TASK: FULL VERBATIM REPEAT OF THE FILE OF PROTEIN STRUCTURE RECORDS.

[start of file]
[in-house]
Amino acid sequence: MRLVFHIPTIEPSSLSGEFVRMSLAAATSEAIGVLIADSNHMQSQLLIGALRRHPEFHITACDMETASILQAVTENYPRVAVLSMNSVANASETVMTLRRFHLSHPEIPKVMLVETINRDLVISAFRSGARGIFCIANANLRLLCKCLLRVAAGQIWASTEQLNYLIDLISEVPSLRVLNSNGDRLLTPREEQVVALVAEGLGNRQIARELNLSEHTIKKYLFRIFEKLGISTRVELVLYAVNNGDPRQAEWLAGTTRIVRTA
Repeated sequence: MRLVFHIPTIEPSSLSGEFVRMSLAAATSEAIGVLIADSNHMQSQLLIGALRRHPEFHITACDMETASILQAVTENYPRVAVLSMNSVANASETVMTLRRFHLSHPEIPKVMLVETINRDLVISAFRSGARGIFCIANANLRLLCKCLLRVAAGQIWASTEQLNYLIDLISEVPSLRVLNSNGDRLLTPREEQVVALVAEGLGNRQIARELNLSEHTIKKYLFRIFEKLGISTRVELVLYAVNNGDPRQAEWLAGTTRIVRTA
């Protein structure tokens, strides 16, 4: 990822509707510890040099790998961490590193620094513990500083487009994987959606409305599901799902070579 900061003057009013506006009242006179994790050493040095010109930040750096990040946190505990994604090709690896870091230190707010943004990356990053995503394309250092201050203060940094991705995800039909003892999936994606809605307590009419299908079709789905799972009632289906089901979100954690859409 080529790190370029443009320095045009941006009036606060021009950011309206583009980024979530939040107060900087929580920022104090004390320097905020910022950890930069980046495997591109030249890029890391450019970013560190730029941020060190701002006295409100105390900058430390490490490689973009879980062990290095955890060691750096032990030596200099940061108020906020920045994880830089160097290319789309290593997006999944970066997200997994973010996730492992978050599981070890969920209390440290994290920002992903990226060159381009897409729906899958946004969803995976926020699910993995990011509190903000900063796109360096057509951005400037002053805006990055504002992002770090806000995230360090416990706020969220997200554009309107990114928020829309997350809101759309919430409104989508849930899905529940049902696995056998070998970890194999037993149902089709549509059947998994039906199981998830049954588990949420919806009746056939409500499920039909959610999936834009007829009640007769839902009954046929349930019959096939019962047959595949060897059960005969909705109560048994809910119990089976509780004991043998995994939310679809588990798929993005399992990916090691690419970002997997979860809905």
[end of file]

[in-house]
Amino acid sequence: MRLVFHIPTIEPSSLSGEFVRMSLAAATSEAIGVLIADSNHMQSQLLIGALRRHPEFHITACDMETASILQAVTENYPRVAVLSMNSVANASETVMTLRRFHLSHPEIPKVMLVETINRDLVISAFRSGARGIFCIANANLRLLCKCLLRVAAGQIWASTEQLNYLIDLISEVPSLRVLNSNGDRLLTPREEQVVALVAEGLGNRQIARELNLSEHTIKKYLFRIFEKLGISTRVELVLYAVNNGDPRQAEWLAGTTRIVRTA
Repeated sequence: MRLVFHIPTIEPSSLSGEFVRMSLAAATSEAIGVLIADSNHMQSQLLIGALRRHPEFHITACDMETASILQAVTENYPRVAVLSMNSVANASETVMTLRRFHLSHPEIPKVMLVETINRDLVISAFRSGARGIFCIANANLRLLCKCLLRVAAGQIWASTEQLNYLIDLISEVPSLRVLNSNGDRLLTPREEQVVALVAEGLGNRQIARELNLSEHTIKKYLFRIFEKLGISTRVELVLYAVNNGDPRQAEWLAGTTRIVRTA
């Protein structure tokens, strides 16, 4: 990822509707510890040099790998961490590193620094513990500083487009994987959606409305599901799902070579 900061003057009013506006009242006179994790050493040095010109930040750096990040946190505990994604090709690896870091230190707010943004990356990053995503394309250092201050203060940094991705995800039909003892999936994606809605307590009419299908079709789905799972009632289906089901979100954690859409 080529790190370029443009320095045009941006009036606060021009950011309206583009980024979530939040107060900087929580920022104090004390320097905020910022950890930069980046495997591109030249890029890391450019970013560190730029941020060190701002006295409100105390900058430390490490490689973009879980062990290095955890060691750096032990030596200099940061108020906020920045994880830089160097290319789309290593997006999944970066997200997994973010996730492992978050599981070890969920209390440290994290920002992903990226060159381009897409729906899958946004969803995976926020699910993995990011509190903000900063796109360096057509951005400037002053805006990055504002992002770090806000995230360090416990706020969220997200554009309107990114928020829309997350809101759309919430409104989508849930899905529940049902696995056998070998970890194999037993149902089709549509059947998994039906199981998830049954588990949420919806009746056939409500499920039909959610999936834009007829009640007769839902009954046929349930019959096939019962047959595949060897059960005969909705109560048994809910119990089976509780004991043998995994939310679809588990798929993005399992990916090691690419970002997997979860809905």